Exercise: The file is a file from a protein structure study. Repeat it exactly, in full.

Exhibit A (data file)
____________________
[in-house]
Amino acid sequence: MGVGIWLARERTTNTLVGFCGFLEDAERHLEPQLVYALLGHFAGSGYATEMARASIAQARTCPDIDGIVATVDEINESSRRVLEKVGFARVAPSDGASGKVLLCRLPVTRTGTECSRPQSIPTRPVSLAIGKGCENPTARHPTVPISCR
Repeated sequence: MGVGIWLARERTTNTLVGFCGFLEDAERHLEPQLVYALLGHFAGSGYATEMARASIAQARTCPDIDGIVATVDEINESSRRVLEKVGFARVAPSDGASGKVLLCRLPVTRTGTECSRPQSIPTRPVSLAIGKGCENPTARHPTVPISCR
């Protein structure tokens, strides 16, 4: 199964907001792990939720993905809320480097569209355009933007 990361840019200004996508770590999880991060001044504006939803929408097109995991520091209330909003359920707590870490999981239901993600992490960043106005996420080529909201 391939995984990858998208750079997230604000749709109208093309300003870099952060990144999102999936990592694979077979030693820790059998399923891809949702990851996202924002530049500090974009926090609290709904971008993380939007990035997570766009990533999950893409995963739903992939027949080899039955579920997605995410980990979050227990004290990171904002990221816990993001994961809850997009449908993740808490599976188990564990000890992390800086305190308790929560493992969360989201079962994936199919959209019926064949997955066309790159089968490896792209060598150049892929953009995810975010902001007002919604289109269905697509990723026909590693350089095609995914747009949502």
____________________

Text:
[in-house]
Amino acid sequence: MGVGIWLARERTTNTLVGFCGFLEDAERHLEPQLVYALLGHFAGSGYATEMARASIAQARTCPDIDGIVATVDEINESSRRVLEKVGFARVAPSDGASGKVLLCRLPVTRTGTECSRPQSIPTRPVSLAIGKGCENPTARHPTVPISCR
Repeated sequence: MGVGIWLARERTTNTLVGFCGFLEDAERHLEPQLVYALLGHFAGSGYATEMARASIAQARTCPDIDGIVATVDEINESSRRVLEKVGFARVAPSDGASGKVLLCRLPVTRTGTECSRPQSIPTRPVSLAIGKGCENPTARHPTVPISCR
């Protein structure tokens, strides 16, 4: 199964907001792990939720993905809320480097569209355009933007 990361840019200004996508770590999880991060001044504006939803929408097109995991520091209330909003359920707590870490999981239901993600992490960043106005996420080529909201 391939995984990858998208750079997230604000749709109208093309300003870099952060990144999102999936990592694979077979030693820790059998399923891809949702990851996202924002530049500090974009926090609290709904971008993380939007990035997570766009990533999950893409995963739903992939027949080899039955579920997605995410980990979050227990004290990171904002990221816990993001994961809850997009449908993740808490599976188990564990000890992390800086305190308790929560493992969360989201079962994936199919959209019926064949997955066309790159089968490896792209060598150049892929953009995810975010902001007002919604289109269905697509990723026909590693350089095609995914747009949502």